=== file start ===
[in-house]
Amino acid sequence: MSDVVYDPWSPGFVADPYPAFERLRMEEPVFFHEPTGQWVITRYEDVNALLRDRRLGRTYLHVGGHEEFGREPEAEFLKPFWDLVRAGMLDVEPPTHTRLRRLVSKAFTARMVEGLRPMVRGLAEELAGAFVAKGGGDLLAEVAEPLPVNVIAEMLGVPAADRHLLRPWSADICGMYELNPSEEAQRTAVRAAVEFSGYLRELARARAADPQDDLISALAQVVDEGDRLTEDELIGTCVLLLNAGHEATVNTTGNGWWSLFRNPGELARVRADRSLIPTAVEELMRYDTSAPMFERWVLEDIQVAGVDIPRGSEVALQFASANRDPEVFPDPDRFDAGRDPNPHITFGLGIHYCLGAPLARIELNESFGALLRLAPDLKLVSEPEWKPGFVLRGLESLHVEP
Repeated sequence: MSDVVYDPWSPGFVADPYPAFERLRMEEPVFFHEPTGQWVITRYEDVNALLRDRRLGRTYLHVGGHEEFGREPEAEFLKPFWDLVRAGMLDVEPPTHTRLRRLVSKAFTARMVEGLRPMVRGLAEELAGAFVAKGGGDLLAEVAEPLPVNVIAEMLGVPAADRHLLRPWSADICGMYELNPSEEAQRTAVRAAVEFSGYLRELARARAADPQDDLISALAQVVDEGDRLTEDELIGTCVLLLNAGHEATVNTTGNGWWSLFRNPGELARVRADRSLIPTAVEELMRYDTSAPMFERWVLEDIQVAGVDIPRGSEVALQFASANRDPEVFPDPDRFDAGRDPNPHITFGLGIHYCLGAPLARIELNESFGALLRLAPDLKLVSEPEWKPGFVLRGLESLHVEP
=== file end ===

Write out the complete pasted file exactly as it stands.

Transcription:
[in-house]
Amino acid sequence: MSDVVYDPWSPGFVADPYPAFERLRMEEPVFFHEPTGQWVITRYEDVNALLRDRRLGRTYLHVGGHEEFGREPEAEFLKPFWDLVRAGMLDVEPPTHTRLRRLVSKAFTARMVEGLRPMVRGLAEELAGAFVAKGGGDLLAEVAEPLPVNVIAEMLGVPAADRHLLRPWSADICGMYELNPSEEAQRTAVRAAVEFSGYLRELARARAADPQDDLISALAQVVDEGDRLTEDELIGTCVLLLNAGHEATVNTTGNGWWSLFRNPGELARVRADRSLIPTAVEELMRYDTSAPMFERWVLEDIQVAGVDIPRGSEVALQFASANRDPEVFPDPDRFDAGRDPNPHITFGLGIHYCLGAPLARIELNESFGALLRLAPDLKLVSEPEWKPGFVLRGLESLHVEP
Repeated sequence: MSDVVYDPWSPGFVADPYPAFERLRMEEPVFFHEPTGQWVITRYEDVNALLRDRRLGRTYLHVGGHEEFGREPEAEFLKPFWDLVRAGMLDVEPPTHTRLRRLVSKAFTARMVEGLRPMVRGLAEELAGAFVAKGGGDLLAEVAEPLPVNVIAEMLGVPAADRHLLRPWSADICGMYELNPSEEAQRTAVRAAVEFSGYLRELARARAADPQDDLISALAQVVDEGDRLTEDELIGTCVLLLNAGHEATVNTTGNGWWSLFRNPGELARVRADRSLIPTAVEELMRYDTSAPMFERWVLEDIQVAGVDIPRGSEVALQFASANRDPEVFPDPDRFDAGRDPNPHITFGLGIHYCLGAPLARIELNESFGALLRLAPDLKLVSEPEWKPGFVLRGLESLHVEP